Infertility impacts millions of people in the United States and around the world. National Infertility Awareness Week, which runs from April 24 – 30, is a national week of action that aims to destigmatize infertility and draw attention to the many barriers people face when trying to access fertility care to build their families.
The World Health Organization and Centers for Disease Control and Prevention define infertility as the inability to become pregnant after 12 months of regular, unprotected sexual intercourse.
In the United States, an estimated 19% of married, heterosexual women struggle to become pregnant while an estimated 30% of infertility cases are diagnosed as male-factor.
Deeply entrenched racial and ethnic disparities in health that disproportionately impact Black women in the United States are also seen in their rates of infertility and access to care. Indeed, Black women are nearly twice as likely as their non-Hispanic white counterparts to experience infertility, but only half as likely to receive treatment.
People Struggling with Infertility Face Numerous Barriers to Fertility Care
Stigma, limited information, lack of insurance coverage, restrictive laws and policies, and high out-of-pocket costs put fertility care, including in vitro fertilization (IVF), out of reach for many.
The out-of-pocket cost of a single cycle of IVF can cost upwards of $20,000. For uninsured people who need access to fertility care to build their family, the cost can be prohibitively expensive. With few exceptions, Medicaid doesn’t cover fertility care for its more than 75 million beneficiaries, leaving many unable to access care.
Only 17 states in the United States have mandates that require insurance carriers to provide fertility benefits. Mandates vary from state to state and not all of them are inclusive of the wide range of experiences of those who struggle with infertility. Unfortunately, infertility’s definition is often incorporated into these mandates and insurance carriers can and often do use it to require single people and LGBTQ couples to first prove that they are infertile before becoming eligible for coverage. This means that single and LGBTQ couples have to pay out-of-pocket to undergo other methods of fertility care like intrauterine insemination (IUI) before receiving a diagnosis of infertility and finally getting coverage.
While less expensive than IVF, a single cycle of IUI can cost between $150 and $4,000 out-of-pocket depending on whether it includes hormone treatment and medical monitoring. Notably, the rates of success for IUI are lower than for IVF.
U.S. military members face similarly restrictive eligibility requirements that keep many of them from accessing the fertility care they need to build their families. Under TRICARE, for example, to be eligible for insurance coverage a servicemember must 1) be on active duty, 2) have experienced a serious illness or injury while on active duty, 3) have lost their reproductive ability due to that illness or injury, 4) be able to provide their own genetic material, and 5) have a lawful spouse who can also provide their own genetic material. These eligibility requirements are mirrored in the Veterans Health Administration and keep many in the military from accessing needed fertility care.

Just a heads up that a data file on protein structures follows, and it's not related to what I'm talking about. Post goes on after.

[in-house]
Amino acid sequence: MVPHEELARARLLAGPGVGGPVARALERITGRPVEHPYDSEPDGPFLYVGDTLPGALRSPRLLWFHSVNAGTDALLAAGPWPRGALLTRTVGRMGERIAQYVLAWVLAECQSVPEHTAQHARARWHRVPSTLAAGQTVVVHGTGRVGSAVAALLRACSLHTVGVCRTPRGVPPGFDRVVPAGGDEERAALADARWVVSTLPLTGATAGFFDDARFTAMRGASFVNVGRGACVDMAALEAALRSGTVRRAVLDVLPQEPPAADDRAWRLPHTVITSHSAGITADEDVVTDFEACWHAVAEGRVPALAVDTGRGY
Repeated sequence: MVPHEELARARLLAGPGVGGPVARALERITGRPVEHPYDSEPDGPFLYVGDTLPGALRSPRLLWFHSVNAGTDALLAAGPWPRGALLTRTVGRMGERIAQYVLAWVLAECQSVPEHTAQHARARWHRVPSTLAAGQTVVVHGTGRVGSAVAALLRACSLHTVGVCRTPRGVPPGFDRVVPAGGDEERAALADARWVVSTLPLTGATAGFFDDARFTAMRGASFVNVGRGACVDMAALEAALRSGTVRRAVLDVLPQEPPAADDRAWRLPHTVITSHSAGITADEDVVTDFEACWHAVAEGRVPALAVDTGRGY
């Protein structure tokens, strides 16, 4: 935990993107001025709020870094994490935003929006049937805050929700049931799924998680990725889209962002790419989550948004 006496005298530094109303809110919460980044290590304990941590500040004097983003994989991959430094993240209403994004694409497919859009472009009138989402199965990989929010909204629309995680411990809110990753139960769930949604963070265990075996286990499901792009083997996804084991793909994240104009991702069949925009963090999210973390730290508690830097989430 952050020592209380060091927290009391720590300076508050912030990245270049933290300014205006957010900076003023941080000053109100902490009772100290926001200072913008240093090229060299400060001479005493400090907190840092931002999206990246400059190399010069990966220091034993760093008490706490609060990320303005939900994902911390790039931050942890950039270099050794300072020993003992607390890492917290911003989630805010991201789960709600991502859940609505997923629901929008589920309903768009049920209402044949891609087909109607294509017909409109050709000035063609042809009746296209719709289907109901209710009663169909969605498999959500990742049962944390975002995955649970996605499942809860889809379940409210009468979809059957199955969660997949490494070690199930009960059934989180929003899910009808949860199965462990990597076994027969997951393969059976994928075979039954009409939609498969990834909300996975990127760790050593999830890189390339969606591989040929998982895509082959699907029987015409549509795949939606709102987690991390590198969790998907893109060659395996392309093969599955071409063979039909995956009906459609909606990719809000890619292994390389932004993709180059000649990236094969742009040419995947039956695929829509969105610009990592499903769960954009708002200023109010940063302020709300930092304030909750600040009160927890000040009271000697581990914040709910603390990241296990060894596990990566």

“Laws and policies that enable people struggling with infertility to access the care they need to build their family are critical to supporting their rights to make decisions about their reproductive and family life,” says Karla Torres, the Center’s Senior Human Rights Counsel. “This is especially true for Black, Indigenous, and other people of color, people with low income, people with disabilities, and LGBTQ people who face multiple forms of discrimination in accessing fertility care.”
Infertility and access to fertility care implicate core human rights—including the rights to health, including sexual and reproductive health, reproductive and bodily autonomy, and to equality and non-discrimination. To respect, protect, and fulfill these rights, state and federal laws and policies must remove all barrriers to accessing fertility care, especially for people facing multiple forms of discrimination, and ensure that they have access to the full spectrum of sexual and reproductive health information and care, including fertility care.
National Infertility Awareness Week: What You Can Do
- Raise awareness about #NIAW2022 among friends and family by sharing messages and images from the event’s official social toolkit.
- Attend an event. See the #NIAW2022 calendar of events for more.
- Center Factsheet: “Infertility and IVF Access in the United States: A Human Rights-Based Policy Approach”
- Center Report: “Ensuring Equitable Access to Infertility Care in the United States: Guiding Principles for Policies Mandating Insurance Coverage”
- Center Issue Brief: “Access to IVF for Servicemembers and Veterans”